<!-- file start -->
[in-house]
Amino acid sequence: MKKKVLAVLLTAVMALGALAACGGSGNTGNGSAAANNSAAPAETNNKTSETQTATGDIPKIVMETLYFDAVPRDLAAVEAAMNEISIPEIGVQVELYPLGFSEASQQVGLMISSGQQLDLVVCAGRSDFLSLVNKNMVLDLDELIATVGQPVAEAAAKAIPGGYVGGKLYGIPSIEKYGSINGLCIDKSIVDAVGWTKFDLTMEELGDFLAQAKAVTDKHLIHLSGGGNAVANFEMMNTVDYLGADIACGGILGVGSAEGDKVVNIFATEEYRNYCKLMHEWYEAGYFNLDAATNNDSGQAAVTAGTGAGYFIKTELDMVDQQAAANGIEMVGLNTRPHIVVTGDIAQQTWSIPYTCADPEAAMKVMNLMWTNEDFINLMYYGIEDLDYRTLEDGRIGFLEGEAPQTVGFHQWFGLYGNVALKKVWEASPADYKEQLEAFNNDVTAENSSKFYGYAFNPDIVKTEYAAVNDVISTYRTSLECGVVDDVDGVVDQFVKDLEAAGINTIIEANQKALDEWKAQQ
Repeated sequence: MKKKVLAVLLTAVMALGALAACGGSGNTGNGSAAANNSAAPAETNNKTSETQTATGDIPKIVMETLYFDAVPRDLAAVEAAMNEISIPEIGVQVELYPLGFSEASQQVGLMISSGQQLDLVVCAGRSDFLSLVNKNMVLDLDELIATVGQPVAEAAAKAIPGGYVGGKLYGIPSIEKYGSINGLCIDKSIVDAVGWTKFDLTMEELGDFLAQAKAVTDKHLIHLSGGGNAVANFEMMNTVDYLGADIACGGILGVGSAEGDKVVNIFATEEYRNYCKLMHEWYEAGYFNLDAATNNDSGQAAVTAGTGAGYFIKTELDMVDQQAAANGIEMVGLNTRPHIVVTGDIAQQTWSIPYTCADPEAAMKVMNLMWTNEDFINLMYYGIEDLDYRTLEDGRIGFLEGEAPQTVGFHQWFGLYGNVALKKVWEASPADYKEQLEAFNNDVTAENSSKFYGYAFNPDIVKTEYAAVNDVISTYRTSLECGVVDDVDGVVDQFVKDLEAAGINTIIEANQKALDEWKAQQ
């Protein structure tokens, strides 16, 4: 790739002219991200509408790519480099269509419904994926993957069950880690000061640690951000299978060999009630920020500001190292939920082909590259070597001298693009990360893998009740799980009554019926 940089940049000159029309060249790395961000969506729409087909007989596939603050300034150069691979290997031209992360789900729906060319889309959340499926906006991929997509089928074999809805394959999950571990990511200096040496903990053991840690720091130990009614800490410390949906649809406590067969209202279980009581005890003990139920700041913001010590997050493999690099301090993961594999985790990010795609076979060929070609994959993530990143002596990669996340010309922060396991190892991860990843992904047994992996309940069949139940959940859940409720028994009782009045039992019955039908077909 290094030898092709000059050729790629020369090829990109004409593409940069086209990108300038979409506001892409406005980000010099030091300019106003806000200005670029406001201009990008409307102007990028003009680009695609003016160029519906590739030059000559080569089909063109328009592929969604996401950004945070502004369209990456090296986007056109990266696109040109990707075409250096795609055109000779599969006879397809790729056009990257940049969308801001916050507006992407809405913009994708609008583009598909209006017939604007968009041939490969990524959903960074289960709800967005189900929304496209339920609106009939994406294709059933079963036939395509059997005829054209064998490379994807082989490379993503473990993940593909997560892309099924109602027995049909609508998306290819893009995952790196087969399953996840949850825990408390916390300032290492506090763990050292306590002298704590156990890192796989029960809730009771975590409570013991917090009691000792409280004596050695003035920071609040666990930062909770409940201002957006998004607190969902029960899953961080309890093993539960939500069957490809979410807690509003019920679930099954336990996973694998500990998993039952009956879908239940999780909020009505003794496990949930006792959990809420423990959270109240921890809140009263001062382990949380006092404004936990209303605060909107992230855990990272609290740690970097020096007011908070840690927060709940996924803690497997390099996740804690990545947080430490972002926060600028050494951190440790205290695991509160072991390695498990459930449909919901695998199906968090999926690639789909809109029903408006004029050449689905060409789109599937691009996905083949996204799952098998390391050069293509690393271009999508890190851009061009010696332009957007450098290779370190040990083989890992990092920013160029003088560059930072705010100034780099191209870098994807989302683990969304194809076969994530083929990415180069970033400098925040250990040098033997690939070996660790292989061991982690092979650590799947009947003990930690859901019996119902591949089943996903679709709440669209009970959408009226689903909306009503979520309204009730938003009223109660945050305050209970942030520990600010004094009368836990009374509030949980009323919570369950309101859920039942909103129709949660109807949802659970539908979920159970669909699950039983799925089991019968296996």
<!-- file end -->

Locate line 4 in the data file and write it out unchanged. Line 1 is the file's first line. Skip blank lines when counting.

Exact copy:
């Protein structure tokens, strides 16, 4: 790739002219991200509408790519480099269509419904994926993957069950880690000061640690951000299978060999009630920020500001190292939920082909590259070597001298693009990360893998009740799980009554019926 940089940049000159029309060249790395961000969506729409087909007989596939603050300034150069691979290997031209992360789900729906060319889309959340499926906006991929997509089928074999809805394959999950571990990511200096040496903990053991840690720091130990009614800490410390949906649809406590067969209202279980009581005890003990139920700041913001010590997050493999690099301090993961594999985790990010795609076979060929070609994959993530990143002596990669996340010309922060396991190892991860990843992904047994992996309940069949139940959940859940409720028994009782009045039992019955039908077909 290094030898092709000059050729790629020369090829990109004409593409940069086209990108300038979409506001892409406005980000010099030091300019106003806000200005670029406001201009990008409307102007990028003009680009695609003016160029519906590739030059000559080569089909063109328009592929969604996401950004945070502004369209990456090296986007056109990266696109040109990707075409250096795609055109000779599969006879397809790729056009990257940049969308801001916050507006992407809405913009994708609008583009598909209006017939604007968009041939490969990524959903960074289960709800967005189900929304496209339920609106009939994406294709059933079963036939395509059997005829054209064998490379994807082989490379993503473990993940593909997560892309099924109602027995049909609508998306290819893009995952790196087969399953996840949850825990408390916390300032290492506090763990050292306590002298704590156990890192796989029960809730009771975590409570013991917090009691000792409280004596050695003035920071609040666990930062909770409940201002957006998004607190969902029960899953961080309890093993539960939500069957490809979410807690509003019920679930099954336990996973694998500990998993039952009956879908239940999780909020009505003794496990949930006792959990809420423990959270109240921890809140009263001062382990949380006092404004936990209303605060909107992230855990990272609290740690970097020096007011908070840690927060709940996924803690497997390099996740804690990545947080430490972002926060600028050494951190440790205290695991509160072991390695498990459930449909919901695998199906968090999926690639789909809109029903408006004029050449689905060409789109599937691009996905083949996204799952098998390391050069293509690393271009999508890190851009061009010696332009957007450098290779370190040990083989890992990092920013160029003088560059930072705010100034780099191209870098994807989302683990969304194809076969994530083929990415180069970033400098925040250990040098033997690939070996660790292989061991982690092979650590799947009947003990930690859901019996119902591949089943996903679709709440669209009970959408009226689903909306009503979520309204009730938003009223109660945050305050209970942030520990600010004094009368836990009374509030949980009323919570369950309101859920039942909103129709949660109807949802659970539908979920159970669909699950039983799925089991019968296996």